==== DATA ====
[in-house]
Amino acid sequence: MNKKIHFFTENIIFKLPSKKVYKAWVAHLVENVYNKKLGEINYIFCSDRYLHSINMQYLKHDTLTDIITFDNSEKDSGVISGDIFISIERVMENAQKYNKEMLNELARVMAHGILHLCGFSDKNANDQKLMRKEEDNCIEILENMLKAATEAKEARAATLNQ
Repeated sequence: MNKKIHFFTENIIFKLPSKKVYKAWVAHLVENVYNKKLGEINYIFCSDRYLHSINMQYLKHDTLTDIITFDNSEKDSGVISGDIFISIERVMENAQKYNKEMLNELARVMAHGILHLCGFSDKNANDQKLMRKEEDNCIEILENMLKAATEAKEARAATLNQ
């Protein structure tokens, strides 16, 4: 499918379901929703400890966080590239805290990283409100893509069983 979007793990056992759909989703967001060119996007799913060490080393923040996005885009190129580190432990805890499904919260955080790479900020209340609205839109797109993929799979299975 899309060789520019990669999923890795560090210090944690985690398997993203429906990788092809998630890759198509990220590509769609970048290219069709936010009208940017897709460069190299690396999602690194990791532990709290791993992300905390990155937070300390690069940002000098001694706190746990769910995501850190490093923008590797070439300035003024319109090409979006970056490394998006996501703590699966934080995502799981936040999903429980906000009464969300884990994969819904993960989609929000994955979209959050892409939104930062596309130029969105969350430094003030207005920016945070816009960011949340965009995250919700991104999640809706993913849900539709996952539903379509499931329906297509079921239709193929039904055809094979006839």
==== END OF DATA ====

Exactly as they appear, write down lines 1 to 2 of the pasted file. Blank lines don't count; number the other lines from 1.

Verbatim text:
[in-house]
Amino acid sequence: MNKKIHFFTENIIFKLPSKKVYKAWVAHLVENVYNKKLGEINYIFCSDRYLHSINMQYLKHDTLTDIITFDNSEKDSGVISGDIFISIERVMENAQKYNKEMLNELARVMAHGILHLCGFSDKNANDQKLMRKEEDNCIEILENMLKAATEAKEARAATLNQ